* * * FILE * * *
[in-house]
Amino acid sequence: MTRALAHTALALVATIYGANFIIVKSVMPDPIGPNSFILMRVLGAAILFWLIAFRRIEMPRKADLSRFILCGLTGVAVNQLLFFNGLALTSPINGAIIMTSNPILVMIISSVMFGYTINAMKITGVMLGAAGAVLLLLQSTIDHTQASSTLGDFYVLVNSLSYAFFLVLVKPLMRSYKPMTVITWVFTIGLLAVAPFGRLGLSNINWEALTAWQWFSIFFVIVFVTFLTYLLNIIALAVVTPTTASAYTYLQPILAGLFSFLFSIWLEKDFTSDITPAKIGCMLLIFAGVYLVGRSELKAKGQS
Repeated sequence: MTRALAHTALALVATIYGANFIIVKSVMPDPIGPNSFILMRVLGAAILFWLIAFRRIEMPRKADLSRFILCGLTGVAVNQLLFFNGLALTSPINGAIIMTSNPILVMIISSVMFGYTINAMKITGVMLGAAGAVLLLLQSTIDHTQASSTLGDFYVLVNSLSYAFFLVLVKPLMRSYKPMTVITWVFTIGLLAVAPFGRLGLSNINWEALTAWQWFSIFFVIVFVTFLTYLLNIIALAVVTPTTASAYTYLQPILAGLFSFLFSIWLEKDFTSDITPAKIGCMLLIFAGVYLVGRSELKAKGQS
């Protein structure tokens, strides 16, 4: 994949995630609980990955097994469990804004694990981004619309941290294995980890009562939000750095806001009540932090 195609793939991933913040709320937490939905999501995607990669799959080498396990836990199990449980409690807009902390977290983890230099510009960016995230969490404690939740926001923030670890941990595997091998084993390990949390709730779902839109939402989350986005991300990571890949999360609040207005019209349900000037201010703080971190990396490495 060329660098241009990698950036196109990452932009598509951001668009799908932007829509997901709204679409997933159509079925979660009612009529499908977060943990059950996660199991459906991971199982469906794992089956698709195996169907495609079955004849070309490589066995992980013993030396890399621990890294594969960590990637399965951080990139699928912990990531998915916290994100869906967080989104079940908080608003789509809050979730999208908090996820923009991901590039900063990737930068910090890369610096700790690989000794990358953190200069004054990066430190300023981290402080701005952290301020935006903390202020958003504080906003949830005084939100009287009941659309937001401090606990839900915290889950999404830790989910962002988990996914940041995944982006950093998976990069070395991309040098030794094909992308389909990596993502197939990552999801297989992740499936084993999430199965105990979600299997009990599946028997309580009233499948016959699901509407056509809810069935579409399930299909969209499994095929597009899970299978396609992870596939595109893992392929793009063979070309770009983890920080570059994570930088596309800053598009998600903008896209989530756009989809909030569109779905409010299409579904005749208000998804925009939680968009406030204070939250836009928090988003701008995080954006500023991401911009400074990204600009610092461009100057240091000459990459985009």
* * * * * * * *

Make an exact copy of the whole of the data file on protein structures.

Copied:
[in-house]
Amino acid sequence: MTRALAHTALALVATIYGANFIIVKSVMPDPIGPNSFILMRVLGAAILFWLIAFRRIEMPRKADLSRFILCGLTGVAVNQLLFFNGLALTSPINGAIIMTSNPILVMIISSVMFGYTINAMKITGVMLGAAGAVLLLLQSTIDHTQASSTLGDFYVLVNSLSYAFFLVLVKPLMRSYKPMTVITWVFTIGLLAVAPFGRLGLSNINWEALTAWQWFSIFFVIVFVTFLTYLLNIIALAVVTPTTASAYTYLQPILAGLFSFLFSIWLEKDFTSDITPAKIGCMLLIFAGVYLVGRSELKAKGQS
Repeated sequence: MTRALAHTALALVATIYGANFIIVKSVMPDPIGPNSFILMRVLGAAILFWLIAFRRIEMPRKADLSRFILCGLTGVAVNQLLFFNGLALTSPINGAIIMTSNPILVMIISSVMFGYTINAMKITGVMLGAAGAVLLLLQSTIDHTQASSTLGDFYVLVNSLSYAFFLVLVKPLMRSYKPMTVITWVFTIGLLAVAPFGRLGLSNINWEALTAWQWFSIFFVIVFVTFLTYLLNIIALAVVTPTTASAYTYLQPILAGLFSFLFSIWLEKDFTSDITPAKIGCMLLIFAGVYLVGRSELKAKGQS
């Protein structure tokens, strides 16, 4: 994949995630609980990955097994469990804004694990981004619309941290294995980890009562939000750095806001009540932090 195609793939991933913040709320937490939905999501995607990669799959080498396990836990199990449980409690807009902390977290983890230099510009960016995230969490404690939740926001923030670890941990595997091998084993390990949390709730779902839109939402989350986005991300990571890949999360609040207005019209349900000037201010703080971190990396490495 060329660098241009990698950036196109990452932009598509951001668009799908932007829509997901709204679409997933159509079925979660009612009529499908977060943990059950996660199991459906991971199982469906794992089956698709195996169907495609079955004849070309490589066995992980013993030396890399621990890294594969960590990637399965951080990139699928912990990531998915916290994100869906967080989104079940908080608003789509809050979730999208908090996820923009991901590039900063990737930068910090890369610096700790690989000794990358953190200069004054990066430190300023981290402080701005952290301020935006903390202020958003504080906003949830005084939100009287009941659309937001401090606990839900915290889950999404830790989910962002988990996914940041995944982006950093998976990069070395991309040098030794094909992308389909990596993502197939990552999801297989992740499936084993999430199965105990979600299997009990599946028997309580009233499948016959699901509407056509809810069935579409399930299909969209499994095929597009899970299978396609992870596939595109893992392929793009063979070309770009983890920080570059994570930088596309800053598009998600903008896209989530756009989809909030569109779905409010299409579904005749208000998804925009939680968009406030204070939250836009928090988003701008995080954006500023991401911009400074990204600009610092461009100057240091000459990459985009």